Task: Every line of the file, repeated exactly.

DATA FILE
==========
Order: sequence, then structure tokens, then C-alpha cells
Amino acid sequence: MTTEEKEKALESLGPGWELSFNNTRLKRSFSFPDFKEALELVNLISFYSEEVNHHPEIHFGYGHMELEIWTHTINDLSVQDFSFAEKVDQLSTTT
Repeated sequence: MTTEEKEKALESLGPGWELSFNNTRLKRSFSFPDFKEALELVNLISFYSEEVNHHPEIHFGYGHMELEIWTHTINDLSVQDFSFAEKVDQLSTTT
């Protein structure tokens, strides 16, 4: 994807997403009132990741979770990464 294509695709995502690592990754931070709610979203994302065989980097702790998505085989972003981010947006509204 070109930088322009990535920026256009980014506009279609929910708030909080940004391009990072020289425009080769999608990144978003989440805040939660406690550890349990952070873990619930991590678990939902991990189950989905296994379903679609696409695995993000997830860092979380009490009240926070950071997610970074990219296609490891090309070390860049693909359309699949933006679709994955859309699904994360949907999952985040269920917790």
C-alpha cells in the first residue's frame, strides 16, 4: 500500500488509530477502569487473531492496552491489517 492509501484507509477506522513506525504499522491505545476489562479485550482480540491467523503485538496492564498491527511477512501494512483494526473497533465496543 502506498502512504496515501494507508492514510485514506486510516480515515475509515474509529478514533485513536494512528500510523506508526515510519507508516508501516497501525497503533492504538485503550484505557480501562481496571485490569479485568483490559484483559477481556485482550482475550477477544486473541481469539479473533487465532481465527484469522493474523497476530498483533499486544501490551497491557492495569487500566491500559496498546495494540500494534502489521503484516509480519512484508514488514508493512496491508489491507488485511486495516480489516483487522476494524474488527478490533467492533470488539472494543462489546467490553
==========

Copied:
Order: sequence, then structure tokens, then C-alpha cells
Amino acid sequence: MTTEEKEKALESLGPGWELSFNNTRLKRSFSFPDFKEALELVNLISFYSEEVNHHPEIHFGYGHMELEIWTHTINDLSVQDFSFAEKVDQLSTTT
Repeated sequence: MTTEEKEKALESLGPGWELSFNNTRLKRSFSFPDFKEALELVNLISFYSEEVNHHPEIHFGYGHMELEIWTHTINDLSVQDFSFAEKVDQLSTTT
């Protein structure tokens, strides 16, 4: 994807997403009132990741979770990464 294509695709995502690592990754931070709610979203994302065989980097702790998505085989972003981010947006509204 070109930088322009990535920026256009980014506009279609929910708030909080940004391009990072020289425009080769999608990144978003989440805040939660406690550890349990952070873990619930991590678990939902991990189950989905296994379903679609696409695995993000997830860092979380009490009240926070950071997610970074990219296609490891090309070390860049693909359309699949933006679709994955859309699904994360949907999952985040269920917790």
C-alpha cells in the first residue's frame, strides 16, 4: 500500500488509530477502569487473531492496552491489517 492509501484507509477506522513506525504499522491505545476489562479485550482480540491467523503485538496492564498491527511477512501494512483494526473497533465496543 502506498502512504496515501494507508492514510485514506486510516480515515475509515474509529478514533485513536494512528500510523506508526515510519507508516508501516497501525497503533492504538485503550484505557480501562481496571485490569479485568483490559484483559477481556485482550482475550477477544486473541481469539479473533487465532481465527484469522493474523497476530498483533499486544501490551497491557492495569487500566491500559496498546495494540500494534502489521503484516509480519512484508514488514508493512496491508489491507488485511486495516480489516483487522476494524474488527478490533467492533470488539472494543462489546467490553